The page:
Wiesmann introduced an electric roadster, known as Project Thunderball, earlier this year and now the company has released additional details ahead of its launch in 2024.
The model rides on a bespoke aluminum spaceframe architecture and features a T-shaped 92 kWh (gross) Li-ion NMC battery pack, which weighs 1,102 lbs (500 kg) and enables the roadster to travel approximately 310 miles (500 km) on a single charge. Wiesmann notes the battery’s capacity is similar to what’s found on electric sedans and crossovers, and this enables the roadster to “bridge the gap from a pure short-trip leisure car to a serious weekend car.”
The battery powers two rear-mid mounted motors, which produce a combined output of up to 671 hp (500 kW / 680 PS) and 811 lb-ft (1,100 Nm) of torque. The company says this should enable the carbon fiber bodied roadster to rocket from 0-62 mph (0-100 km/h) in 2.9 seconds.
Also: Wiesmann Project Thunderball Is A €300,000 Electric Roadster With 671 HP
When the battery is low, owners will be thankful for Project Thunderball’s 800V high-voltage architecture that allows for a 300 kW DC fast charging capability. While Wiesmann didn’t say how fast the battery can be recharged, we wouldn’t be surprised if the car can go from a 10% to 80% charge in less than 30 minutes. At home, owners will be able to charge at rates up to 22 kW.
To ensure optimal battery performance, Wiesmann has developed a “sophisticated thermal management system” that uses a water-glycol mix and a cooling plate that “transfers the heat to the base of the module as quickly as possible.” The model also has a battery management system, which gives “engineers the freedom to adjust, calibrate and fine-tune the vehicle’s drivability … for all driving states and ambient conditions.”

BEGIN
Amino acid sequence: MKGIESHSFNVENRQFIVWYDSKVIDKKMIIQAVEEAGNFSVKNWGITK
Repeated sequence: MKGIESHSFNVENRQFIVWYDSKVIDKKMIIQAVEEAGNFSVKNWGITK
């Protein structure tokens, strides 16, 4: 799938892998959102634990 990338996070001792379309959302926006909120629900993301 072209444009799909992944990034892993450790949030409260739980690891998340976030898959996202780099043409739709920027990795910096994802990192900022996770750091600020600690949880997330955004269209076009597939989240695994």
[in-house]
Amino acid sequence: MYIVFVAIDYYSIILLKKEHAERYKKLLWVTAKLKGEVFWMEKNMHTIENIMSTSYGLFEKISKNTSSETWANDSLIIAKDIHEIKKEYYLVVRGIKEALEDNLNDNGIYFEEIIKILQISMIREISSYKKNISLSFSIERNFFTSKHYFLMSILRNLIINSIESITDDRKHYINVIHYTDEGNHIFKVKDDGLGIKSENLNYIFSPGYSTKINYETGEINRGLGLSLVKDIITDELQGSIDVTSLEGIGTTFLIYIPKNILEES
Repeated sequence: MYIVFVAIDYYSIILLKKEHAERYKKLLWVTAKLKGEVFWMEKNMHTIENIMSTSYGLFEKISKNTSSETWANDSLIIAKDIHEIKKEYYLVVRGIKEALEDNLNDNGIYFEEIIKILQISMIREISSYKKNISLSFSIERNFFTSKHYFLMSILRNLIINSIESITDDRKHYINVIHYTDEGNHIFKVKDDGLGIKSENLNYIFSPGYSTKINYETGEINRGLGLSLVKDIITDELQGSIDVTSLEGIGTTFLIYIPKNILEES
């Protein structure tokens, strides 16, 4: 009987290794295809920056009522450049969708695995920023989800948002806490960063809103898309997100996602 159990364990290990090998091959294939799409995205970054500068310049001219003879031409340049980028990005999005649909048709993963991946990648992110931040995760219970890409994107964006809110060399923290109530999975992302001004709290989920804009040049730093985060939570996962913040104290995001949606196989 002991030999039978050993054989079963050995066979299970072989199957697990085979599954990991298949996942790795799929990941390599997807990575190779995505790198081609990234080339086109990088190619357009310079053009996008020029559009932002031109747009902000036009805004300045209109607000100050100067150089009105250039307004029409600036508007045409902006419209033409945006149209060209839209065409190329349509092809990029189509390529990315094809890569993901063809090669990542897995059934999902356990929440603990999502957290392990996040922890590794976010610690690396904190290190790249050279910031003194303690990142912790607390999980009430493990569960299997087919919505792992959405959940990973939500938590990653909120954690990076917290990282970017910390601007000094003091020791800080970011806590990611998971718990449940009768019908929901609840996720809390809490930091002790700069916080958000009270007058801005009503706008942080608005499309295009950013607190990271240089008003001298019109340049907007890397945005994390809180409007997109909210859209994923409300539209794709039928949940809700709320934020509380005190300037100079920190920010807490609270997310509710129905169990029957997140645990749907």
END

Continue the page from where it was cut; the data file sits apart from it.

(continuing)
To help maximize the car’s range, Project Thunderball has been equipped with an intelligent regenerative braking system. While regenerative brakes are common on electric vehicles, Wiesmann’s system has five levels of adjustment as well as steering wheel-mounted paddles that allow for “instant adjustment of the car’s regenerative braking power.” Owners will also be able to adjust the system to “give a powerful engine braking effect when going downhill or braking into corners.”
Project Thunderball measures 174.8 inches (4,440 mm) long, 87 inches (2,210 mm) wide, and 50.6 inches (1,285 mm) tall with a wheelbase that spans 102.2 inches (2,595 mm). The car tips the scales at 3,913 lbs (1,775 kg) – although they also claim 3,747 lbs (1,700 kg) – and features 21-inch wheels as well as a fully adjustable sports suspension with adjustable anti-roll bars.
In a statement, Wiesmann CEO Roheen Berry said the company has seen an “enthusiastic response from customers” as 75% of first year production slots have already been allocated. That’s not too shabby considering the model starts at €300,000 ($309,039).